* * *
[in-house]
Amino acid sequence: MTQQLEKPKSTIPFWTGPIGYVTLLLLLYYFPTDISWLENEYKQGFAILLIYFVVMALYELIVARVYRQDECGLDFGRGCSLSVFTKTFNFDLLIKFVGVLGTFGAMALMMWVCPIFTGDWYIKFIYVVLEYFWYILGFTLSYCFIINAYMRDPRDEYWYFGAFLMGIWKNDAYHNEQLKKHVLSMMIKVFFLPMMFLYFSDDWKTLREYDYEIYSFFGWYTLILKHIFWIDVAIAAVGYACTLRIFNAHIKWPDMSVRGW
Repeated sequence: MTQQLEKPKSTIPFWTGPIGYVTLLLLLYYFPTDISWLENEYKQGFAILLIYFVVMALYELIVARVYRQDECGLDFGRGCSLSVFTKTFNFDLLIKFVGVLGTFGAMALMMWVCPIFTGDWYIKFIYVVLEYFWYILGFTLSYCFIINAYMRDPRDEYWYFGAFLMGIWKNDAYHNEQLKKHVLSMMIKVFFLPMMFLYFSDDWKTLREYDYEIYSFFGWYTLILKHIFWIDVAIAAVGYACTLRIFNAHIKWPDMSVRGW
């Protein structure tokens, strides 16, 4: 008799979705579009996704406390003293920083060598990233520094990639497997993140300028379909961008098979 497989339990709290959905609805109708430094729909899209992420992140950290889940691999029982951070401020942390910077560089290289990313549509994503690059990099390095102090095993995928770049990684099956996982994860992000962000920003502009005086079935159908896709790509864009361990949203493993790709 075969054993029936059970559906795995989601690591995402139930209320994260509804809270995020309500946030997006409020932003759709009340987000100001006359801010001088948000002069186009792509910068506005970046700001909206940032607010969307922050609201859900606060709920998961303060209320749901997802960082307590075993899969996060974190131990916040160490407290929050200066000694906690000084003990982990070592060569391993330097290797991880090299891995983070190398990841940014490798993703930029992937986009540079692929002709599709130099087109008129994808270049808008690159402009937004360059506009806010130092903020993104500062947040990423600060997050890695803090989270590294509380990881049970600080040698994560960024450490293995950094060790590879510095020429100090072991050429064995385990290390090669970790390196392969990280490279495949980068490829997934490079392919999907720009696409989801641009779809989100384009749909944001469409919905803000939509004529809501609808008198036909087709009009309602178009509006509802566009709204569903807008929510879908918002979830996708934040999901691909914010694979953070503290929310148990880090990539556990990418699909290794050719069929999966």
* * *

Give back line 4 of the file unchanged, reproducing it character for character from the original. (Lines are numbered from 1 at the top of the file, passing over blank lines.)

């Protein structure tokens, strides 16, 4: 008799979705579009996704406390003293920083060598990233520094990639497997993140300028379909961008098979 497989339990709290959905609805109708430094729909899209992420992140950290889940691999029982951070401020942390910077560089290289990313549509994503690059990099390095102090095993995928770049990684099956996982994860992000962000920003502009005086079935159908896709790509864009361990949203493993790709 075969054993029936059970559906795995989601690591995402139930209320994260509804809270995020309500946030997006409020932003759709009340987000100001006359801010001088948000002069186009792509910068506005970046700001909206940032607010969307922050609201859900606060709920998961303060209320749901997802960082307590075993899969996060974190131990916040160490407290929050200066000694906690000084003990982990070592060569391993330097290797991880090299891995983070190398990841940014490798993703930029992937986009540079692929002709599709130099087109008129994808270049808008690159402009937004360059506009806010130092903020993104500062947040990423600060997050890695803090989270590294509380990881049970600080040698994560960024450490293995950094060790590879510095020429100090072991050429064995385990290390090669970790390196392969990280490279495949980068490829997934490079392919999907720009696409989801641009779809989100384009749909944001469409919905803000939509004529809501609808008198036909087709009009309602178009509006509802566009709204569903807008929510879908918002979830996708934040999901691909914010694979953070503290929310148990880090990539556990990418699909290794050719069929999966």